Lessons from my second Will Petty VCQB Class
Recently I had the tremendous good fortune to attend Will Petty’s VCQB class with the Breach Bang Clear crew at 88 Tactical in Nebraska. This training was fantastic for everyone. But, as usual, I was special.
Why was I special? Primarily because I have a gigantic weiner.
But a secondary (far secondary) reason is that I had taken the class once before. This gave me a different perspective than the other students. When I took the class last year, I was stunned to learn how poorly I had understood the way bullets interact with cars. The first course I took slapped a lot of stupid out of me; to say it was a learning experience doesn’t even begin to describe how much my mindset about shooting around cars changed. Will Petty and Steve Fisher are dicks who hate everyone (as I noted at https://www.breachbangclear.com/patrol-vehicle-cqb-instructor-course/). But they teach some good stuff, and I left that course with my eyes opened.
In that class, Fisher demonstrated the cover an A-pillar provides. He shot a sedan pillar with several pistol rounds of different calibers and types, multiple 5.56 rounds and a 12-gauge slug. Nothing – like, not one single round – penetrated the pillar. Holy crap, I had thought. I was from the old “the only cover on a car is the wheels and engine block” school of thought, and using a pillar as cover had never even crossed my mind.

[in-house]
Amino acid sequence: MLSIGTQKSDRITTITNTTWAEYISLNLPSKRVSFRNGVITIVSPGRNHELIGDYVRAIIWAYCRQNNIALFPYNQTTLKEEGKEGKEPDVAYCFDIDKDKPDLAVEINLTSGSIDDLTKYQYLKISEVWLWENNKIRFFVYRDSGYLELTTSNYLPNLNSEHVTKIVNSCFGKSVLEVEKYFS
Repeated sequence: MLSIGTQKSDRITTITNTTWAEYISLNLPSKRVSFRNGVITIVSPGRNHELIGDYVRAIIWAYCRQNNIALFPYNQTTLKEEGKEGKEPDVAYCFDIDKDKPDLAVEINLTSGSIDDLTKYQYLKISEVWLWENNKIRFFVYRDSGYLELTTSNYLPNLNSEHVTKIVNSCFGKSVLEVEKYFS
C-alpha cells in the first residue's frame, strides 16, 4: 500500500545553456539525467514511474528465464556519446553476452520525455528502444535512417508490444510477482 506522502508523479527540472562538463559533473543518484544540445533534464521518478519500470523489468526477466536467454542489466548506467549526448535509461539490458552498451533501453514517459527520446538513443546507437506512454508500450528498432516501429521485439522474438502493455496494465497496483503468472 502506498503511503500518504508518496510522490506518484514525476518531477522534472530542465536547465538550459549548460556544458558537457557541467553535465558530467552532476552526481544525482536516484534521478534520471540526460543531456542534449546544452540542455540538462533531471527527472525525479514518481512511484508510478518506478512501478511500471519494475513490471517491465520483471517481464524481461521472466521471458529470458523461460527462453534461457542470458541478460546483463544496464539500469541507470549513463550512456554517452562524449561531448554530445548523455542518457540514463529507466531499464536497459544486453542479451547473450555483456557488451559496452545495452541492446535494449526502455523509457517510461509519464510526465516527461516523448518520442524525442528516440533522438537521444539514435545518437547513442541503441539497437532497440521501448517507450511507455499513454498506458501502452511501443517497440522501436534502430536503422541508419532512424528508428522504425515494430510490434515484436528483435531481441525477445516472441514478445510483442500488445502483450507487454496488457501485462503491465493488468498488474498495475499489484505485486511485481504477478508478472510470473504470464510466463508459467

Fast forward to last week. I arrived at 88 Tactical with a pretty good idea of what we’d do, but I was prepared for surprises. I knew Petty had taught a lot of VCQB classes since I last saw him, and chances were he’d evolved and improved as any good instructor would. I expected some new drills, maybe new demonstrations, but figured the basics would be pretty much the same.
The basics did stay the same. There were some new drills. But the details were very, very different.
When Petty shot an A-pillar with different rounds during the ballistics demonstration in this second class, before every shot he’d ask, “Do you think this round will go through the pillar?” The students would give a mix of yeas and nays. I smirked at everyone who answered yes. I had seen a piece of shit Dodge Intrepid pillar stop everything, and this time Petty was shooting at a much larger and beefier SUV. I just knew nothing would penetrate.
I was right about all the pistol rounds. Then he fired a 5.56… and it penetrated. He and students fired others. Some penetrated. A 7.62×51 penetrated. A 12-gauge slug penetrated. I had quit answering Petty’s question by then, after being wrong several times in a row. At the first class I had learned that pillars were basically bulletproof. In the second class I learned that wasn’t exactly the case. They’re sort of, generally, probably bulletproof. But not necessarily.
Why the different outcomes? What happened? Variables happened.
One lesson Petty taught last time that I didn’t take to heart until this time was “remember the variables”. There is no perfect rule about shooting through vehicles. A million factors can affect the round as it hits a vehicle’s glass, plastic or steel. A perfectly aimed shot through glass may hit a target when fired at a 70 degree angle, but fail at 71 degrees. A certain portion of a certain car may usually stop every small arms round known to man, but if you take cover behind a car that was assembled on a Friday afternoon by a guy in a rush to hit Nancy’s Squat n’ Gobble, that certain portion of that certain car may not stop as much as it should.